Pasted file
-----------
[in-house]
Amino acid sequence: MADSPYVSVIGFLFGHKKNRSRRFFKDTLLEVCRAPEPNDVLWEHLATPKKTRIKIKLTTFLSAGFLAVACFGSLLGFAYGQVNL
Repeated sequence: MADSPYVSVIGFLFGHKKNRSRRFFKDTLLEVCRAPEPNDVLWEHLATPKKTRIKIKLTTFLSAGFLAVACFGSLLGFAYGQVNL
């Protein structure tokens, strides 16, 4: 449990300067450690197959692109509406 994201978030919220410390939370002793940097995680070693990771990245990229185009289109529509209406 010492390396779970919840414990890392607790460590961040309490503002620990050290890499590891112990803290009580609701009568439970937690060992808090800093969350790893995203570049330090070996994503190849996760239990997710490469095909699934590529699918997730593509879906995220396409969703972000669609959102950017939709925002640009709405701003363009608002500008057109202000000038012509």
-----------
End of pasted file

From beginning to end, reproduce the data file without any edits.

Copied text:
[in-house]
Amino acid sequence: MADSPYVSVIGFLFGHKKNRSRRFFKDTLLEVCRAPEPNDVLWEHLATPKKTRIKIKLTTFLSAGFLAVACFGSLLGFAYGQVNL
Repeated sequence: MADSPYVSVIGFLFGHKKNRSRRFFKDTLLEVCRAPEPNDVLWEHLATPKKTRIKIKLTTFLSAGFLAVACFGSLLGFAYGQVNL
């Protein structure tokens, strides 16, 4: 449990300067450690197959692109509406 994201978030919220410390939370002793940097995680070693990771990245990229185009289109529509209406 010492390396779970919840414990890392607790460590961040309490503002620990050290890499590891112990803290009580609701009568439970937690060992808090800093969350790893995203570049330090070996994503190849996760239990997710490469095909699934590529699918997730593509879906995220396409969703972000669609959102950017939709925002640009709405701003363009608002500008057109202000000038012509």